By Mike Dunn
PHILADELPHIA (CBS) — Members of the board that has hears property tax appeals in Philadelphia have gotten a pay raise, so now they’re working harder.
As City Council reviewed the budget of the Board of Revision of Taxes today, no member of the board showed up. Instead councilmembers heard from the top staffer, executive director Carla Pagan. She confirmed that the measure approved last month by Council to give board members a pay raise had its intended effect: the BRT has now greatly increased the number of appeals it is hearing.
“Since the Council bill passed last month, our appeal hearings have increased from about 3-5 sessions per week to about 14 sessions a week. So that’s good news to report. And we’re hearing approximately 660 cases a week, and we were before at about 150. So we’re moving (the backlog) down much quicker than before,” she said.
When questioned by reporters later about why it took a pay raise for the board to hear more appeals, Pagan noted that previously there was a disparity among what the seven board members were being paid. Some received salaries, others were paid a per-diem fee.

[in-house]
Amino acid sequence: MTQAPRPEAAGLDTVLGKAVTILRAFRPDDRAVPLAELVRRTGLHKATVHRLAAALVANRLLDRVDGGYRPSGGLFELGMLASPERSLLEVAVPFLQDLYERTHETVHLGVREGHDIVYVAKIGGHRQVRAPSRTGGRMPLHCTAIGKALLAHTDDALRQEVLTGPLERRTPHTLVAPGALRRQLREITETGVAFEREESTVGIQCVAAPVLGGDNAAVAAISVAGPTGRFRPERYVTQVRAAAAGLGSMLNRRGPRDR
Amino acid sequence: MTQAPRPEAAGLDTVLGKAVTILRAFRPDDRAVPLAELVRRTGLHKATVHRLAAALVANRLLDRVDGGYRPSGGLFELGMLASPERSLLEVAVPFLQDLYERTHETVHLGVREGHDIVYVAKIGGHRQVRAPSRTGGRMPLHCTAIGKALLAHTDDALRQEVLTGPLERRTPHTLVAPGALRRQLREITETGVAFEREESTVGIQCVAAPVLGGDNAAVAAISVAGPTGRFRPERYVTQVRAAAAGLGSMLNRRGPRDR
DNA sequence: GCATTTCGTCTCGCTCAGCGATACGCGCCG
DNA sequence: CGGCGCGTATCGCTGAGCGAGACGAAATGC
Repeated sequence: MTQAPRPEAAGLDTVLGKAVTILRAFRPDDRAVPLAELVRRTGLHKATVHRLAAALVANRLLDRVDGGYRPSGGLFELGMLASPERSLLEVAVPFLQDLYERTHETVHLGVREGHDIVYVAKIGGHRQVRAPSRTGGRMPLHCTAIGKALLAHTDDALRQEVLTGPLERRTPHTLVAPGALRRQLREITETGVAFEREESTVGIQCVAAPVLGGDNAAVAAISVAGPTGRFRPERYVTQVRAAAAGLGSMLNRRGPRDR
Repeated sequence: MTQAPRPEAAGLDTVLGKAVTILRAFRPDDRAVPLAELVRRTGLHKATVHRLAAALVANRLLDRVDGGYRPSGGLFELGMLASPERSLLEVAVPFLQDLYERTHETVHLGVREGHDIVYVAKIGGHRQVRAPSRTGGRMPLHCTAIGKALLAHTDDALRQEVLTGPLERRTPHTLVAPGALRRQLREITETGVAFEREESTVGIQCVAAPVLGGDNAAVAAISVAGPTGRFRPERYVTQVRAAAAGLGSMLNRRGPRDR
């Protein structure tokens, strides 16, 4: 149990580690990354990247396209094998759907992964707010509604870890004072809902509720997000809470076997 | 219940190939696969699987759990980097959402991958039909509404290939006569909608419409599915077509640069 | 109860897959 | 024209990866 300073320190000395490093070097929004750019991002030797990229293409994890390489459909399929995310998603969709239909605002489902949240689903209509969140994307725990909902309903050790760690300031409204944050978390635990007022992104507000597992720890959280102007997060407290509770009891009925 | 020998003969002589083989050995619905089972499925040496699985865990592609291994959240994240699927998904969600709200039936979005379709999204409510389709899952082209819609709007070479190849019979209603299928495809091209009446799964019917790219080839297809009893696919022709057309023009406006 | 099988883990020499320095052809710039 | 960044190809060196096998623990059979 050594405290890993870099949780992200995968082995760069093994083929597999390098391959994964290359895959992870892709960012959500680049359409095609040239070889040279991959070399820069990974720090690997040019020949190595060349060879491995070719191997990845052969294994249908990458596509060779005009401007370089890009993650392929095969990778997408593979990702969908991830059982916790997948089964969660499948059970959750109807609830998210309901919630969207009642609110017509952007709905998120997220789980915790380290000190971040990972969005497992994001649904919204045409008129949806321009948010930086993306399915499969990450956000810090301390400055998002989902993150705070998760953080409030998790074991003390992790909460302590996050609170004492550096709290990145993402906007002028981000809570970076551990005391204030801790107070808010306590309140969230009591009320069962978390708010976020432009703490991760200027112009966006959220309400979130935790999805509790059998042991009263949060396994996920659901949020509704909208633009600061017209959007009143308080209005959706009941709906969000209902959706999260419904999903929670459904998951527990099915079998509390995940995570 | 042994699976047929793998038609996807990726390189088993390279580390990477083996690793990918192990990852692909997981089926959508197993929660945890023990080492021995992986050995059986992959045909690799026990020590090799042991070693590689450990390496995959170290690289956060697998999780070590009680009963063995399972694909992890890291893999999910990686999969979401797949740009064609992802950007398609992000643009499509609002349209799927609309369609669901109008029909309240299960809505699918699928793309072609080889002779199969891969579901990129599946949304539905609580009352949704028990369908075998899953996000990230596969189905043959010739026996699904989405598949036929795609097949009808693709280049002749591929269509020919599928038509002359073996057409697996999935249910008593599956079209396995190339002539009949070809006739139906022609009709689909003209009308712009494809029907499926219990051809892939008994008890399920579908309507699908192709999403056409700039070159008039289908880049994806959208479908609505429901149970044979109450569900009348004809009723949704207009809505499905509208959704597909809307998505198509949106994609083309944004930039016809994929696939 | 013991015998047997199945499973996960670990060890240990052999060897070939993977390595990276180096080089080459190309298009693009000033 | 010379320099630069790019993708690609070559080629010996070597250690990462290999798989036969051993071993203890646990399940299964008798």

“It’s a challenge when there are seven people hired to do the same job who don’t make the same pay, so that bill removed that obstacle,” she said.
The original pay rates, though, were known to the board members when they chose to take the positions. The new measure puts salaries for all board members at about $70,000 per year.
The chairman of the BRT, former Pennsylvania Supreme Court justice Russell Nigro, has refused to speak to KYW Newsradio about the matter.
It was back in 2010 that Mayor Nutter convinced City Council to slash the pay of the five-member BRT board, with whom he was then battling. The 2010 law cut BRT members salaries down to $150 per diem, except for the chairman and secretary, who were paid $50,000 and $45,000 annually, respectively.
Pagan said that so far about 6,000 of the 23,000 appeals have been heard. She expects residential appeals to be completed, under the ramped-up schedule, by the end of September. She could not give an estimate on when all commercial property appeals would be resolved.
When asked why no board members came to the City Council hearing, Pagan said, “The board is in hearings right now, actually.”
When BRT members challenged the 2010 pay cut, a court ruled that any mid-term pay changes would violate the state constitution. Ironically, these pay raises have come mid-term and thus would appear to also violate the constitution, though it’s clear that the Nutter administration has decided to look the other way on that question.
Rob Dubow, the mayor’s finance director, confirms that the higher pay rates for five of the seven members have been processed and that the administration is “waiting for the paperwork on the other two.”